Council land to be sold to buy unit

editorial image

PLANS to sell council-owned land next to a cemetery for housing have been rubber- stamped.

Hartlepool Borough Council has also bought a business unit as part of plans to regenerate part of the town centre.

The council has agreed to sell land in Tanfield Road, next to Stranton Cemetery, with the area being transformed into a housing estate.

It has also been agreed to buy the long lease of the former Focus DIY unit, in Lynn Street, and it could be turned into a council depot.

The council’s cabinet committee had given their backing to plans at the end of last month and the full council met on Thursday night to rubber stamp the proposals.

Officers say money from the sale of the Tanfield Road site will cover both the purchase and alteration costs of the former Focus building and provide a “substantial” surplus to help support the 2012-13 budget.

The financial details of the deal have not been released for confidentiality reasons.

Speaking at the meeting of the full council, Mayor Drummond said: “This would bring in a much larger capital receipt and bring in future funding.

“It has been through scrutiny and as I understand it has been well received.”

Councillors then voted in favour of the proposals.

Dave Stubbs, the council’s director of regeneration and neighbourhoods, has previously said the Lynn Street building is “ideal” for council use and that the price agreed is less than two thirds of what they originally wanted.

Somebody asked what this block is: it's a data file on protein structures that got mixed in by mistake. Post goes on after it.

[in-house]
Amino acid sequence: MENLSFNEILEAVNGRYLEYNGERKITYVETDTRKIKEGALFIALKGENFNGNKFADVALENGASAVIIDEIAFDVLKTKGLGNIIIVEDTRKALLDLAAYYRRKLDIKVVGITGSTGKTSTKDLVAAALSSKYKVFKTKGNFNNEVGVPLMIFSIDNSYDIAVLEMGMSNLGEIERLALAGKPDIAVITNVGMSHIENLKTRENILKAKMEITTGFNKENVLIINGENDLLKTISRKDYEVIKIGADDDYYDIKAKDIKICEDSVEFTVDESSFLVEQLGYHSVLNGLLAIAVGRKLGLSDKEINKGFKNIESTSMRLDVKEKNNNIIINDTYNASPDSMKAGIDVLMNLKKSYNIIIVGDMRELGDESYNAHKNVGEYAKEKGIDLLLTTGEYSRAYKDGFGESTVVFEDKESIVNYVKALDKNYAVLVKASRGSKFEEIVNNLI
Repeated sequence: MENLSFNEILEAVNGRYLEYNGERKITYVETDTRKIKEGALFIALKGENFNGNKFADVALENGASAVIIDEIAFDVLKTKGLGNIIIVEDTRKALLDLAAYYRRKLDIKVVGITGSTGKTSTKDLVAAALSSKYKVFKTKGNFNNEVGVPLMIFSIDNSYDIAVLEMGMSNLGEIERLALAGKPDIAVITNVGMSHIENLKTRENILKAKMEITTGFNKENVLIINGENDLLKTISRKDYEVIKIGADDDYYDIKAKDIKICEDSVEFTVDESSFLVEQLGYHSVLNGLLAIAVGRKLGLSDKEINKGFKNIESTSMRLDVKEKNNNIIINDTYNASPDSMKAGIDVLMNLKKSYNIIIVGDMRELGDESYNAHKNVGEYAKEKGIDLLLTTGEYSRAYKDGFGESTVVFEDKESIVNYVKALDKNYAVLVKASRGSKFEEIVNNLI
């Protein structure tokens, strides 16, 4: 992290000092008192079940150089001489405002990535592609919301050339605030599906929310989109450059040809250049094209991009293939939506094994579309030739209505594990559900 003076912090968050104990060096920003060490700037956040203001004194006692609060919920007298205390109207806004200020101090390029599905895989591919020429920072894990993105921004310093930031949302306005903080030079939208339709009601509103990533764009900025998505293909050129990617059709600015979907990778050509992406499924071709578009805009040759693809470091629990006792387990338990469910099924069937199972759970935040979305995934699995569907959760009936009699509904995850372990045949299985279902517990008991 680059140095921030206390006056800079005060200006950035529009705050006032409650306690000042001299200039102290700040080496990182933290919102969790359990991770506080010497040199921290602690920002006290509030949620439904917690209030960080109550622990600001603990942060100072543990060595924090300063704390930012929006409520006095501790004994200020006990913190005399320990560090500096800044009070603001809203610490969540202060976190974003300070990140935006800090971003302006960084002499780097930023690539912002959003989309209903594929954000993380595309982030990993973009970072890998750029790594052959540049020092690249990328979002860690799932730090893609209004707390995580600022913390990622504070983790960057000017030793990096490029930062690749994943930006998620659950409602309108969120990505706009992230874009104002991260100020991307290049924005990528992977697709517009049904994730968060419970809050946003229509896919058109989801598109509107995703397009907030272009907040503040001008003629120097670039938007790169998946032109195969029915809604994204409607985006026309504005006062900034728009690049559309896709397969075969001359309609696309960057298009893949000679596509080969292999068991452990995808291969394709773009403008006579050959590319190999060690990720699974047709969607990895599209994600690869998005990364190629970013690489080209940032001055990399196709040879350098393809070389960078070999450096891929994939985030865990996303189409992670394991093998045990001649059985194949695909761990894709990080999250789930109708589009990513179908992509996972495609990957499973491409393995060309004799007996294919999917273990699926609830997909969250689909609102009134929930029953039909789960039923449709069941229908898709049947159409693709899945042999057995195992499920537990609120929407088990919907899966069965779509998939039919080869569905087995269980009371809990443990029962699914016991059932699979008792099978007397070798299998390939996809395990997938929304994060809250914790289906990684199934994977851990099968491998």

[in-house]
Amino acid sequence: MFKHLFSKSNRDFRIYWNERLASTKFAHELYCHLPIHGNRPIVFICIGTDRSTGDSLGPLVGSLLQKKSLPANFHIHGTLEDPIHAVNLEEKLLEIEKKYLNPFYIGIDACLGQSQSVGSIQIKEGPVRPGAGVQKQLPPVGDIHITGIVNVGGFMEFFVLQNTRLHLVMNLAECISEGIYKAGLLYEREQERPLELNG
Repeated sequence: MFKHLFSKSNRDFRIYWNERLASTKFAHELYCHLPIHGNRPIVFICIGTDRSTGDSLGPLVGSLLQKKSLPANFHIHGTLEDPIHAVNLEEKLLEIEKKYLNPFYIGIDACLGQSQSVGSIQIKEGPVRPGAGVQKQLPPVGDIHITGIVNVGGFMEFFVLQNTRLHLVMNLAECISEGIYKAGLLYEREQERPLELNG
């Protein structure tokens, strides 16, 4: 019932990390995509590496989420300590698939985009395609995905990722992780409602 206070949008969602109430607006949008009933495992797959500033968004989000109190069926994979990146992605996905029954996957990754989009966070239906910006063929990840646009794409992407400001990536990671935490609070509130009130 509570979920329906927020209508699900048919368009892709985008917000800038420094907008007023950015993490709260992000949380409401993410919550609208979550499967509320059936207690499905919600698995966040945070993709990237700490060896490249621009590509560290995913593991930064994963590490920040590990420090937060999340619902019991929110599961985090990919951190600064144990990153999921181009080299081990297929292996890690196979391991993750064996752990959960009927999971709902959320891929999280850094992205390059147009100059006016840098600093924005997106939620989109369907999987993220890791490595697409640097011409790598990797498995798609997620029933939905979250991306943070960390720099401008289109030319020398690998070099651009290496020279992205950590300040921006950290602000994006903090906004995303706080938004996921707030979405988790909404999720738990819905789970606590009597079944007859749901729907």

Over the years, the three-acre Tanfield Road site has been put to various uses, including plant cultivation for the nursery and parks, storage for vehicles and equipment and parking for graveyard and parks and countryside staff.

There are currently a number of buildings on the land, including greenhouses, which will be moved to the nursery site.

Other buildings are either old or in poor condition and the site needs reinvestment of about £100,000 to bring it up to scratch.

The Lynn Street unit has not been used by Focus since 2006 although it has been occupied by a charity, Computers for Africa, in recent years.

The council owns the land surrounding it and officers say they could combine it with the current Lynn Street depot to create a larger mixed use development.

Alternatively it could be used for a residential, office and business-style development to help regenerate that part of town.

Another option is for parks and countryside staff from the Tanfield Road site to relocate there at a cost of £100,000.

Officers say it would cost £40,000 for electrical improvements, £10,000 for water and heating systems and £50,000 for work to the building.